We just built a set of interior DIY double sliding bar doors for the North House. I’ve been patiently…or maybe not so patiently waiting to finish writing this so I could share my new bathroom barn door photos and the DIY double barn door tutorial with you guys. This is a project that looks harder than it is, which I love! Head over to the Home Tour of North House Lodge #52 and see the whole home.
The upstairs bath in the North House Lodge has been a challenge from day one. It’s really small which is typical for houses built in the 1800-1900’s. It’s so small that when the door would open inward, half the room was blocked by the door. It can only fit a small shower, vanity and commode.
I can’t share exact DIY barn door plans with you all since this doorway is not a standard size. No worries though, barn doors are so easy to make it won’t matter. I’m sharing the most important details of making a set of sliding interior doors, the stuff you really need to know in order to make your DIY project turn out stellar. That’s all that matters, right? Get the free plans to build your own in this Beginner’s Guide to Building a Barn Door.
This is what we started with. Note the top and bottom of the door was cut off to accommodate the vintage door size. Fancy, right?
Interior DIY Double Barn Door Tutorial
I use affiliate links to help you find the supplies I used. You can read my full disclosure policy here.
Supplies needed to make a set of double DIY interior sliding bar doors.
- 6″ shiplap
- double barn door hardware I used this hardware
- 1″ x 6″ wood for door trim and cross supports on the barn doors
- exterior wood screws
- set of barn door handles
- cabin hook for interior door lock
- 2 – barn door baseboard mount roller guides
Step one: Decide how you’ll mount the door, on a header or into the wall studs.
We decided to install a header board to mount the hardware on. This eliminated the need for us to use the studs to install the barn door rails at the top. To do this we built new trim around the door and a header along the ceiling.
The ceiling is crooked and so is the floor, both are typical for an old house. We had to do a bit of trimming to get a good fit to match slope of the ceiling.
Step Two: build the double sliding barn doors.
There are lots of ways to build sliding barn doors. We used shiplap for two reasons. First, it overlapped which meant if it shrunk there wouldn’t be cracks that you could see through into the bathroom. Important for obvious reasons! 🙂 Second, we could use the overlapping wood where the two sliding barn doors closed for privacy as well. The wood planks are held together with counter-sunk screws on the three cross-boards. I used deck screws because they’d be rust resistant and this bathroom door will be exposed to moisture.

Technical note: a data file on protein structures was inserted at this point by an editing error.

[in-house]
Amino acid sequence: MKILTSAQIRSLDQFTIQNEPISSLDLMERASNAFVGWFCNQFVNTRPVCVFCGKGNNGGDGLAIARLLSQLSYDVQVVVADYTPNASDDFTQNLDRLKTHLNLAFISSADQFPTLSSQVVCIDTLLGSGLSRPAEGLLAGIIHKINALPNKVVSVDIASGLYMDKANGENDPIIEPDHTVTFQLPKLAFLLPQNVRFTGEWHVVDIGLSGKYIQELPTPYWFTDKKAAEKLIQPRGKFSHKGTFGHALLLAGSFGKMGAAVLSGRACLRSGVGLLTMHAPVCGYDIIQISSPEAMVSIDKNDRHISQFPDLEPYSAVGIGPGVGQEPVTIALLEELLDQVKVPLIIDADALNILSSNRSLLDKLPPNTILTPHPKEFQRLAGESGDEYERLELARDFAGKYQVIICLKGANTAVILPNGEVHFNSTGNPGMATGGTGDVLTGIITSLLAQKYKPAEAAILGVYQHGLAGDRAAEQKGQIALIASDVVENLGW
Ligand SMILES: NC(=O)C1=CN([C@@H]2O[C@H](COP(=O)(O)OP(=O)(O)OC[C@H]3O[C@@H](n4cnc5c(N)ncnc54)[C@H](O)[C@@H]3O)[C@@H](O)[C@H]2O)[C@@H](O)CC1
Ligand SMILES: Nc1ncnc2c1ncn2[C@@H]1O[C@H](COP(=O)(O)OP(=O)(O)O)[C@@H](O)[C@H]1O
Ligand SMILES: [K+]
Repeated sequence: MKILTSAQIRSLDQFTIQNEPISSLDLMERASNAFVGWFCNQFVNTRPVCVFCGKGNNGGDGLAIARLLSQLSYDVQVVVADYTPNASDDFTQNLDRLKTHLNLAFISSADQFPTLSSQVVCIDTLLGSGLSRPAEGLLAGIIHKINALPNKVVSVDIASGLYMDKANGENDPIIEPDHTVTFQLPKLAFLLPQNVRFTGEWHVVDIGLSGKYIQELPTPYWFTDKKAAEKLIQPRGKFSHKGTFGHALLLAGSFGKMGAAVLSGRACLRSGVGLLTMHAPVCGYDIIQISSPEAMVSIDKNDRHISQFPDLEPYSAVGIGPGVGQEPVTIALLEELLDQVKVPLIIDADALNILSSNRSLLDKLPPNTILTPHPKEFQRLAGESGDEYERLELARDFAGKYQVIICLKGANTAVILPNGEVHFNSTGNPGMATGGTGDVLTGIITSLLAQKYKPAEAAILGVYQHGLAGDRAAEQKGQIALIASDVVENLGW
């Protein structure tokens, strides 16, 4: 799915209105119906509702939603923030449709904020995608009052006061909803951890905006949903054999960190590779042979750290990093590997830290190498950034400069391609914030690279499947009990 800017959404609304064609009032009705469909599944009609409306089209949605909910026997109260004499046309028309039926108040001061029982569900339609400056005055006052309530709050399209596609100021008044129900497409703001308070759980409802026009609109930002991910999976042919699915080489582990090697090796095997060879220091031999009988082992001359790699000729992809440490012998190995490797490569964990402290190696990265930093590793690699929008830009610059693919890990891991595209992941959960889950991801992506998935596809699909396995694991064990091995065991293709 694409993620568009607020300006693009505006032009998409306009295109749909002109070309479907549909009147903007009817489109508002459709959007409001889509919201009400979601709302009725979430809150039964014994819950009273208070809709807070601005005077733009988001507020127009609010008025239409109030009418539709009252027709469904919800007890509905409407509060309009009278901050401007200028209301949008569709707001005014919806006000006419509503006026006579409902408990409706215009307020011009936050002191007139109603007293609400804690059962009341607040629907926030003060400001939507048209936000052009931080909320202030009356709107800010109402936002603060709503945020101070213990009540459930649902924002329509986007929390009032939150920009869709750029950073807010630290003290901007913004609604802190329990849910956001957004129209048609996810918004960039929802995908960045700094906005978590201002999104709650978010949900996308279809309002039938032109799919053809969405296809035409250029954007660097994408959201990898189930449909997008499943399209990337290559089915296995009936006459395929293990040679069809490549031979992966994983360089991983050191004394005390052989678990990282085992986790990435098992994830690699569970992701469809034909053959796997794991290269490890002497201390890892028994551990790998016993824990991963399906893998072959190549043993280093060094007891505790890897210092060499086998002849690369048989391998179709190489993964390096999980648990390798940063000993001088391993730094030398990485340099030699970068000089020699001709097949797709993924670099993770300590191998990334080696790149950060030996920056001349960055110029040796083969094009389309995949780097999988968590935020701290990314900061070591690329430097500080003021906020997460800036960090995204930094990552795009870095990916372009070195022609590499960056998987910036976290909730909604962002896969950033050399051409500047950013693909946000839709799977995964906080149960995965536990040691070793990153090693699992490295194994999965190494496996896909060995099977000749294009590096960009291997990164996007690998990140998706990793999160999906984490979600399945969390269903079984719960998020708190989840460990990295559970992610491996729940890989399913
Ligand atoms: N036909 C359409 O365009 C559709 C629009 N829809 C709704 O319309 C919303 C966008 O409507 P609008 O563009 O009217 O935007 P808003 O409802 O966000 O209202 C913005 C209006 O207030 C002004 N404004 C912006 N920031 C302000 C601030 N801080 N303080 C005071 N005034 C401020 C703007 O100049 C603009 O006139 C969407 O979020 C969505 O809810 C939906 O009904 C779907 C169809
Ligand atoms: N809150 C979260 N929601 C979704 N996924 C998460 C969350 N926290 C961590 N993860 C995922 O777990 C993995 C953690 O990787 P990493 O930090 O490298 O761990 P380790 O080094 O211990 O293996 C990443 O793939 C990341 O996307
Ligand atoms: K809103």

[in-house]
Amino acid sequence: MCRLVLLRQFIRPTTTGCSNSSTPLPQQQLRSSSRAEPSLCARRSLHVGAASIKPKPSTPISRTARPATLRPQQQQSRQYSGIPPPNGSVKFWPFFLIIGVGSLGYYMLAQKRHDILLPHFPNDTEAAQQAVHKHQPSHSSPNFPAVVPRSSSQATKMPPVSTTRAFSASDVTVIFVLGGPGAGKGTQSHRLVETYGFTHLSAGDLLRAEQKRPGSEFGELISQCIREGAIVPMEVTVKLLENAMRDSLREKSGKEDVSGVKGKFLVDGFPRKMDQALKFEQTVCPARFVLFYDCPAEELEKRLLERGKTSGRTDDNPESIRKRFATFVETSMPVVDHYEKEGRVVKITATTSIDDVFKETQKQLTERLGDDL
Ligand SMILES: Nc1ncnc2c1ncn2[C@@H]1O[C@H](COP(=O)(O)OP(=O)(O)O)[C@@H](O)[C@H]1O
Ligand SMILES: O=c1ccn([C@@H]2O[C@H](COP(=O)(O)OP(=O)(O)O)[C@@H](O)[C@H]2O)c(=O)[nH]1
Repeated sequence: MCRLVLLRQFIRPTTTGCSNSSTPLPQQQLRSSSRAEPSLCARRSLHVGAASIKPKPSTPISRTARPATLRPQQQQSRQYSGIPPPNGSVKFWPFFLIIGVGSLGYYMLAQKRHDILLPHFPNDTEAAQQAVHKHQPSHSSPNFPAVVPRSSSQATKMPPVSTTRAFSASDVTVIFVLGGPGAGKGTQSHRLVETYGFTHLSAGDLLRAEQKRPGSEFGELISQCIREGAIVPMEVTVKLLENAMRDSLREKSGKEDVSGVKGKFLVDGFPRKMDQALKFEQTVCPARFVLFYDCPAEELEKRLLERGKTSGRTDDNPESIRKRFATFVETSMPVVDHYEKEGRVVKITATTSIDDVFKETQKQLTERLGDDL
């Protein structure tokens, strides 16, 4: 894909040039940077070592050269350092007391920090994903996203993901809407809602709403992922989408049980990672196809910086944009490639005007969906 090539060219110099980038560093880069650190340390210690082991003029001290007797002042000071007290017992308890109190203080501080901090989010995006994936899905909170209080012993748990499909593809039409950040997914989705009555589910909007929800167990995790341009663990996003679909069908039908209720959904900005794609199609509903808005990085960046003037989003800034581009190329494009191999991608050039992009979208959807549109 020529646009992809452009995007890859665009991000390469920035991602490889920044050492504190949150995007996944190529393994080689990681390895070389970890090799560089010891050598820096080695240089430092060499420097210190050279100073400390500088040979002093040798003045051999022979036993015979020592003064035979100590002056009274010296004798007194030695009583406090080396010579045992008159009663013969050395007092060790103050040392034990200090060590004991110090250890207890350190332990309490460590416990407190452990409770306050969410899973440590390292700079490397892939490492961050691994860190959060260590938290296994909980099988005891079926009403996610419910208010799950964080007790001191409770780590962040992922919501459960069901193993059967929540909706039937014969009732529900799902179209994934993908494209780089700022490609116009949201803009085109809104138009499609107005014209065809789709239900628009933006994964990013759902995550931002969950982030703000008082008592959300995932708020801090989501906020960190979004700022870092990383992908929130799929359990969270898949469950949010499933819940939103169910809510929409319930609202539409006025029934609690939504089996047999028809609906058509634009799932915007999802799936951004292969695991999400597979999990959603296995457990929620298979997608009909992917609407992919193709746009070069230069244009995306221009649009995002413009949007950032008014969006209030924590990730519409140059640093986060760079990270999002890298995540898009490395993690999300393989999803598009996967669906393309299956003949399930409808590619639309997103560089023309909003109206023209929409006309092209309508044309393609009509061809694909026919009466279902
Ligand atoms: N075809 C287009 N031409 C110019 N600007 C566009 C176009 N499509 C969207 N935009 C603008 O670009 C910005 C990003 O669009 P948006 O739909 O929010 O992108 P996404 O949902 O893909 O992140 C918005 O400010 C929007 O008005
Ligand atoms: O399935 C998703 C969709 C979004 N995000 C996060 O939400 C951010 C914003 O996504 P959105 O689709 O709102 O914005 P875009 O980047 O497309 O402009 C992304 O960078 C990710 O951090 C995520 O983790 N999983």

Step Three: Add the top sliding door hardware onto the door and adjust them as needed.
Dry fit your doors in place after adding the hanging hardware. You’ll need to make sure they hang straight and there are no gaps in-between the two doors when they slide shut. We had a small 1/2″ gap near the bottom when we tried the first time. We fixed this by moving one of the pilot holes up slightly on one door. The larger hole straightened the way the barn door hung and the hardware hides the goofy hole. Easy!
Do check out my link for barn door hardware. After a ton of research I found the best prices for barn door hardware for double doors or single doors and with a variety of top rail lengths to fit different size doors. I looked all over the internet before trying here.
Step Four: Paint or stain the double barn doors.
I took the hanging hardware off the doors and filled the screw holes with wood filler before painting them.
Step Five: Install the double barn door handles and lock.
The handles are set at an angle because our cross boards were a tad short to fit the handles on. After I added them, I realized I liked them better angled inward. 🙂
This is what the other side of the barn doors look like when they are closed. You can see a peek-a-boo view of the new vanity from my bath makeover and speed painting tutorial I shared a few months ago.
The doors do slide together flat, this picture was before we installed the bottom guides. I needed more substantial floor guides than what the barn door hardware kit I purchased came with and wanted them attached to the baseboards and not the carpet.
One of the things I love the most about this DIY double barn door tutorial is that the doors can be made in any style. Rustic, modern or farmhouse style barn doors all work the same and all hang the same. Having a door to my office has been on my wish list forever. Now that I’ve designed one set of interior sliding barn doors I know can do the next set faster and easier!
Pin it for later!
Have you wanted to add sliding barn doors to your home? Share with me below where you’d put them!
Other DIY home improvement projects you may enjoy